Almost half of all Americans take at least one prescription medication, and half of older people take three or more. Not taking medications as prescribed can result in worsening of the condition being treated, adverse drug events, overdose, and unnecessary hospitalizations. Even so, many people do not take their medications as prescribed.
A new study in the September 25, 2006 issue of the
Archives of Internal Medicine
found that, on average, doctors only conveyed 62% of the necessary information when prescribing new medications, which may partly account for why their patients are not using medications properly.
About the Study
Researchers from the University of California audiotaped 185 patient visits with 44 physicians, during which 244 new medications were prescribed. The researchers scored the physicians on how well they communicated necessary information about the medications, which included the following:
The medication's name
Reason for taking the medication
How long it should be taken
Possible adverse effects
Dosage and frequency or timing instructions
During the patient visits, the physicians named the medication 74% of the time, stated the reason for taking it 87% of the time, relayed how long it should be taken 34% of the time, talked about adverse effects 35% of the time, discussed the dose 55% of the time, and explained the frequency or timing of intake 58% of the time. On average, the physicians communicated only 62% of the necessary information during the visit.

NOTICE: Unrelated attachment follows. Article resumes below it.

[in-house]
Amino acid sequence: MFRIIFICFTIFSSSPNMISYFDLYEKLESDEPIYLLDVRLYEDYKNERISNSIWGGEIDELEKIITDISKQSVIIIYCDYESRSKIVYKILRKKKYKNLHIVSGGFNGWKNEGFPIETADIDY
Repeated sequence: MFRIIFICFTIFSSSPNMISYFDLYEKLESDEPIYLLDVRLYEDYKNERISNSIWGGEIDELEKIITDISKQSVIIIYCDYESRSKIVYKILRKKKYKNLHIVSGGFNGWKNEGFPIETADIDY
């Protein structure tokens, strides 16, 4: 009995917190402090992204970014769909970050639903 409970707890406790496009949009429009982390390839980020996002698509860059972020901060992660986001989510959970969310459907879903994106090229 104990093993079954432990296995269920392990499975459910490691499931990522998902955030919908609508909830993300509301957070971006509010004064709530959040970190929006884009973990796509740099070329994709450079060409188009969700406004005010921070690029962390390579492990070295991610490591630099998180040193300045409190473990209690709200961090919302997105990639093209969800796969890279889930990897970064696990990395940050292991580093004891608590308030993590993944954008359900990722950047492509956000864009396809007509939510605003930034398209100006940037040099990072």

This study may have actually overestimated the quality of communication since the physicians were aware the visits were being audiotaped, and thus may have been more vigilant than usual in their patient counseling.
How Does This Affect You?
These findings suggest that physicians often neglect to communicate important information about the medications they are prescribing. Although more research is needed to determine the extent to which this influences patients’ adherence, it is possible that poor physician communication may contribute to patient misunderstanding regarding the importance and proper use of new medications.
To make sure you have a clear understanding of your new medication, the Agency for Healthcare Research and Quality recommends that you ask your doctor the following questions about your new prescriptions:
What is the name of the medication?
Is it trade or generic?
What is its purpose?
How and when should I take it?
How long will I need to take it?
What are the possible adverse effects associated with the medication?
What should I do if I experience an adverse event?
When should I expect the medication to work?
How can I tell if it is working?
Should I avoid food, other medications, or dietary or herbal supplements when I am taking this medication?
Please be aware that this information is provided to supplement the care
provided by your physician. It is neither intended nor implied to be a
substitute for professional medical advice. CALL YOUR HEALTHCARE PROVIDER
IMMEDIATELY IF YOU THINK YOU MAY HAVE A MEDICAL EMERGENCY. Always seek the
advice of your physician or other qualified health provider prior to
starting any new treatment or with any questions you may have regarding a